If you added it to the flask using a spatula, and then quickly put the bung in, you might lose some gas before you got the bung in.Alternatively, as you pushed the bung in, you might force some air into the measuring cylinder. To start the reaction, you just need to shake the flask so that the weighing bottle falls over, and then continue shaking to make sure the catalyst mixes evenly with the solution.Tags: Computer Training Center Business PlanTones Of EssaysMarket Penetration Strategy Business PlanGood Music To Listen To While Doing HomeworkEthnic Background EssaySoap Opera ThesisDr Frank Walter Steinmeier DissertationCan You Have A Rhetorical Question In An Essay
This is repeated for a range of concentrations of the substance you are interested in.
You would need to cover a reasonably wide range of concentrations, taking perhaps 5 or so different concentrations varying from the original one down to half of it or less.
Since this is the part of the reaction you are most interested in, introducing errors here would be stupid!
You have to find a way of adding the catalyst to the hydrogen peroxide solution without changing the volume of gas collected.
Some sample reactions The catalytic decomposition of hydrogen peroxide This is a simple example of measuring the initial rate of a reaction producing a gas.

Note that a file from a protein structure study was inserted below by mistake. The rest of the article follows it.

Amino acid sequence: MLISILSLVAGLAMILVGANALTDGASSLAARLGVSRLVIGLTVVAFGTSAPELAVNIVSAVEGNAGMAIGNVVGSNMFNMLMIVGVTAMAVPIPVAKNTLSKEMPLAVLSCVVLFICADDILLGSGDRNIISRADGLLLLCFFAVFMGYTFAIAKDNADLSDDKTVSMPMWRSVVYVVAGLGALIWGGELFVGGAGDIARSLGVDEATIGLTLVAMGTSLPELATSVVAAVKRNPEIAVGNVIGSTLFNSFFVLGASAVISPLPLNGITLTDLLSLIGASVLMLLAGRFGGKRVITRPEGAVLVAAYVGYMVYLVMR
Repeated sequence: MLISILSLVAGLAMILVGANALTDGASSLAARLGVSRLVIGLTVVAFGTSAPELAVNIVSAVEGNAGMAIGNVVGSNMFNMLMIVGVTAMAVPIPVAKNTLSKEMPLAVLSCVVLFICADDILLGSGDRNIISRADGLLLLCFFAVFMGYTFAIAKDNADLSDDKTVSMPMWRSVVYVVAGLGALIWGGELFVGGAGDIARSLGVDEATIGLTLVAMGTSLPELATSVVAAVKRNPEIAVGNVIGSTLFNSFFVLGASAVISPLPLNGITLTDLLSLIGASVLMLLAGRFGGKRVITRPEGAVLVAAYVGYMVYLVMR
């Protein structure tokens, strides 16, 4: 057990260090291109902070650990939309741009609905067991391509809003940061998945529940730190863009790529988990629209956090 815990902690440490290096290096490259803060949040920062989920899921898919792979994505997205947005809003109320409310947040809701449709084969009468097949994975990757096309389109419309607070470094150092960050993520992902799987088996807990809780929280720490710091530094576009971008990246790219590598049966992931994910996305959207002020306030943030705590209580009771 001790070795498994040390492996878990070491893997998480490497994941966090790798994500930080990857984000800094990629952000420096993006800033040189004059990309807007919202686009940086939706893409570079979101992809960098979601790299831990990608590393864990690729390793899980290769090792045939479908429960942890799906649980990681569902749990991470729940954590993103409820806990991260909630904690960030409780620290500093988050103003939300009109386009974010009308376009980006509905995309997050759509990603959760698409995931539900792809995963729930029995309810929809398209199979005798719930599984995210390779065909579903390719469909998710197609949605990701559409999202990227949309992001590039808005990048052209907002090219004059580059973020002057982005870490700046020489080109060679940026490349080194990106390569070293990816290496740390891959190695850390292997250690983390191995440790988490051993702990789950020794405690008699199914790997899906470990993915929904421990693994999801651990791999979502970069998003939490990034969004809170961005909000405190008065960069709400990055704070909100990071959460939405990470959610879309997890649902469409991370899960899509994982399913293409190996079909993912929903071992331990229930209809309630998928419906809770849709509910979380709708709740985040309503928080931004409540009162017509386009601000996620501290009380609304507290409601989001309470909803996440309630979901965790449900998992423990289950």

A simple set-up to do this might be: The reason for the weighing bottle containing the catalyst is to prevent introducing errors at the beginning of the experiment.Obviously, you could then repeat the process by changing something else - the concentration of a different substance, or the temperature, for example.Understanding the results We will take a simple example of an initial rate experiment where you have a gas being produced.You could also use a special flask with a divided bottom, with the catalyst in one side, and the hydrogen peroxide solution in the other. If you use a 10 cm measuring cylinder, initially full of water, you can reasonably accurately record the time taken to collect a small fixed volume of gas.You could, of course, use a small gas syringe instead.That is only a reasonable approximation if you are considering a very early stage in the reaction.The further into the reaction you go, the more the graph will start to curve.The maths of this might not be familiar to you, but you may find that you are asked to do this as a part of a practical exam or practical exercise.If it is an exam, you would probably be given help as to how to go about it.So you would convert all the values you had for rate into log(rate). I suspect that in the unlikely event of you needing it in an exam at this level, it would be given to you. You probably have to enter 2 and then press the log button, but on some calculators it might be the other way around.Convert all the values for [A] into log[A], and then plot the graph. All you need to do is find the log button on your calculator and use it to convert your numbers. If you do it the wrong way around, you will just get an error message.